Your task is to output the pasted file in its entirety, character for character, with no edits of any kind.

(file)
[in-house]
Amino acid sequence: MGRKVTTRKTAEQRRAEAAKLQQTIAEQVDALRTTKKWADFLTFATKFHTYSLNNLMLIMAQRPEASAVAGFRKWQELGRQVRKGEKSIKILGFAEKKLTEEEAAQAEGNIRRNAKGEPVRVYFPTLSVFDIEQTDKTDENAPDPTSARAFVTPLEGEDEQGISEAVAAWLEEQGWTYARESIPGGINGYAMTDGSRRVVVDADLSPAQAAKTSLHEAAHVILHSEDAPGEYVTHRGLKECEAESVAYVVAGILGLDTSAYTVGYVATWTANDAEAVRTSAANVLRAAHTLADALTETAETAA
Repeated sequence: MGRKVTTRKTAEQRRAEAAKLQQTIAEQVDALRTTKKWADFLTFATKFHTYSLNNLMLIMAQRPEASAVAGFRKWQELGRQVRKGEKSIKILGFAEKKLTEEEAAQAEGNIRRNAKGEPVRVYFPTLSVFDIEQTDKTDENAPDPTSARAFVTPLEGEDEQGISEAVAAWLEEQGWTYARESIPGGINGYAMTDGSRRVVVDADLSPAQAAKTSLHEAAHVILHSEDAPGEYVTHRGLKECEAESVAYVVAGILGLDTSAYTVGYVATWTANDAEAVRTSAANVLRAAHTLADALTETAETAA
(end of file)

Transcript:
[in-house]
Amino acid sequence: MGRKVTTRKTAEQRRAEAAKLQQTIAEQVDALRTTKKWADFLTFATKFHTYSLNNLMLIMAQRPEASAVAGFRKWQELGRQVRKGEKSIKILGFAEKKLTEEEAAQAEGNIRRNAKGEPVRVYFPTLSVFDIEQTDKTDENAPDPTSARAFVTPLEGEDEQGISEAVAAWLEEQGWTYARESIPGGINGYAMTDGSRRVVVDADLSPAQAAKTSLHEAAHVILHSEDAPGEYVTHRGLKECEAESVAYVVAGILGLDTSAYTVGYVATWTANDAEAVRTSAANVLRAAHTLADALTETAETAA
Repeated sequence: MGRKVTTRKTAEQRRAEAAKLQQTIAEQVDALRTTKKWADFLTFATKFHTYSLNNLMLIMAQRPEASAVAGFRKWQELGRQVRKGEKSIKILGFAEKKLTEEEAAQAEGNIRRNAKGEPVRVYFPTLSVFDIEQTDKTDENAPDPTSARAFVTPLEGEDEQGISEAVAAWLEEQGWTYARESIPGGINGYAMTDGSRRVVVDADLSPAQAAKTSLHEAAHVILHSEDAPGEYVTHRGLKECEAESVAYVVAGILGLDTSAYTVGYVATWTANDAEAVRTSAANVLRAAHTLADALTETAETAA